David Bourget (Western Ontario)
David Chalmers (ANU, NYU)
Rafael De Clercq
Jack Alan Reynolds
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European Journal of Philosophy 22 (2):288-312 (2014)
This article explores the justification of states' territorial rights. It starts by introducing three questions that all current theories of territorial rights attempt to answer: how to justify the right to settle, the right to exclude, and the right to settle and exclude with reference to a particular territory. It proposes a ‘permissive’ theory of territorial rights, arguing that the citizens of each state are entitled to the particular territory they collectively occupy, if and only if they are also politically committed to the establishment of a global political authority realizing just reciprocal relations. The article is developed by introducing some key features of the permissive theory and by explaining how such an account addresses the questions of settlement, exclusion and particularity in ways that significantly improve on existing rival accounts (most prominently: acquisition theories, legitimacy-based theories and nationalist theories)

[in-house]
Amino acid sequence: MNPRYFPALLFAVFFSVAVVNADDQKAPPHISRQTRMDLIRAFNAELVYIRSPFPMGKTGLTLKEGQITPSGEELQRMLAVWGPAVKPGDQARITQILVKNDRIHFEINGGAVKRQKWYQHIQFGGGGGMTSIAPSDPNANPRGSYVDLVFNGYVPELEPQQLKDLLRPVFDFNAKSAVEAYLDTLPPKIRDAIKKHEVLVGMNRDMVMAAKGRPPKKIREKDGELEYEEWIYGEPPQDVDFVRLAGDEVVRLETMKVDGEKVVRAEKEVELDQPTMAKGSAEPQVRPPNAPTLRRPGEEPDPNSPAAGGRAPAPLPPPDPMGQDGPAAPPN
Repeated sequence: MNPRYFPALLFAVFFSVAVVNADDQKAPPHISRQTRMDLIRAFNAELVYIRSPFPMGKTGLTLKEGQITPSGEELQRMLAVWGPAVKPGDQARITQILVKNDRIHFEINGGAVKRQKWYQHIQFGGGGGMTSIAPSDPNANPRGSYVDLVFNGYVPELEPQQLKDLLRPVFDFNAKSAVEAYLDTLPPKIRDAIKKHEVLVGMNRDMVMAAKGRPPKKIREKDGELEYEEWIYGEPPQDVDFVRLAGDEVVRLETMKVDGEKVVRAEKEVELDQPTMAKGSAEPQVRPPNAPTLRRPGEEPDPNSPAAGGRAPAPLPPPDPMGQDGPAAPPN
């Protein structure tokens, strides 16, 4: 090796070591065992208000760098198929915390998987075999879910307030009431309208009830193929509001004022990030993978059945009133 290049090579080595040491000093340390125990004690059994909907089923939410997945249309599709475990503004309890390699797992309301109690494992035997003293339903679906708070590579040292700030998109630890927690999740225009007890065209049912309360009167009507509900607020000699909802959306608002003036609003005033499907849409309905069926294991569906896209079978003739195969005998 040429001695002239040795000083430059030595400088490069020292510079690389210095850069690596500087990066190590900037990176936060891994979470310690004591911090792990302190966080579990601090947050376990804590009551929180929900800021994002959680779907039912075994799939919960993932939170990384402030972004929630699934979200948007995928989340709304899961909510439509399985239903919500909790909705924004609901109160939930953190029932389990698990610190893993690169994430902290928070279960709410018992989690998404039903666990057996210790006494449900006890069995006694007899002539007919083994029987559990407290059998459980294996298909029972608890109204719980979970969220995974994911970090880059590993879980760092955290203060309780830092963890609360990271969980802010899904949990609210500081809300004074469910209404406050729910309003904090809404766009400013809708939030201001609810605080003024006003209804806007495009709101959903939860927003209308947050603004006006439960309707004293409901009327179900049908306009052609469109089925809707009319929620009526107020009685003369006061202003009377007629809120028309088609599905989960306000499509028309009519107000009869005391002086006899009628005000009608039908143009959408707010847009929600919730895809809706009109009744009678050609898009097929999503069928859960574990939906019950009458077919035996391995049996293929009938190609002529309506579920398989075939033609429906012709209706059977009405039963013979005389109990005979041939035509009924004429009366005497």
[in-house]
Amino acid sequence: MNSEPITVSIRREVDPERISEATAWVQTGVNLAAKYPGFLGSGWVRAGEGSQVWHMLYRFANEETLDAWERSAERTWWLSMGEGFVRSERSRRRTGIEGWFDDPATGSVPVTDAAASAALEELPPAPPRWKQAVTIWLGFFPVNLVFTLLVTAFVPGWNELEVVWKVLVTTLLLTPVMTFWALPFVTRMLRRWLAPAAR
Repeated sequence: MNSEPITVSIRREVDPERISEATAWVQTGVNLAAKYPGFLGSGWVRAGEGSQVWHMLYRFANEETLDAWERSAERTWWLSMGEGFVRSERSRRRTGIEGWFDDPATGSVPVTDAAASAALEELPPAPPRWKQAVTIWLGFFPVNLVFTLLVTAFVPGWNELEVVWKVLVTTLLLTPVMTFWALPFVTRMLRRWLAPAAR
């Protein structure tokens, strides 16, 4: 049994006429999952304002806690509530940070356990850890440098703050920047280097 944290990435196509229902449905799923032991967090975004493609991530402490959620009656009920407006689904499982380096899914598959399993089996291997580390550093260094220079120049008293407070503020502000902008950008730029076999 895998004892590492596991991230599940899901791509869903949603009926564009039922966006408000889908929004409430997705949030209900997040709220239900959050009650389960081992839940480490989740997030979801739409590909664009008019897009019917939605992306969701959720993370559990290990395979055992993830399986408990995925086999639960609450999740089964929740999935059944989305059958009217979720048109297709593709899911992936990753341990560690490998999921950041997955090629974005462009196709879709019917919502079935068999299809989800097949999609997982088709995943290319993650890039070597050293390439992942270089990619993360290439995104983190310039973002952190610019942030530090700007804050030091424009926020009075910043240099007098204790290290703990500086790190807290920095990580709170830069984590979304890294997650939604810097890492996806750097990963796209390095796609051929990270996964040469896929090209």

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References found in this work BETA
Barbara Arneil (1996). John Locke and America: The Defence of English Colonialism. Oxford Unioversity Press.
Thomas Baldwin (1992). The Territorial State. In Hyman Gross & Ross Harrison (eds.), Jurisprudence: Cambridge Essays. Oxford University Press. 207--30.
Allen E. Buchanan (2004). Justice, Legitimacy, and Self-Determination: Moral Foundations for International Law. Oxford University Press.
Katrin Flikschuh (2000). Kant and Modern Political Philosophy. Cambridge University Press.
Citations of this work BETA
Lea Ypi (2013). Territorial Rights and Exclusion. Philosophy Compass 8 (3):241-253.
Sarah Fine (2013). The Ethics of Immigration: Self‐Determination and the Right to Exclude. Philosophy Compass 8 (3):254-268.
Margaret Moore (2013). On Rights to Land, Expulsions, and Corrective Justice. Ethics and International Affairs 27 (4):429-447.
Clara Sandelind (2013). Territorial Rights Open Borders. Critical Review of International Social and Political Philosophy:1-21.
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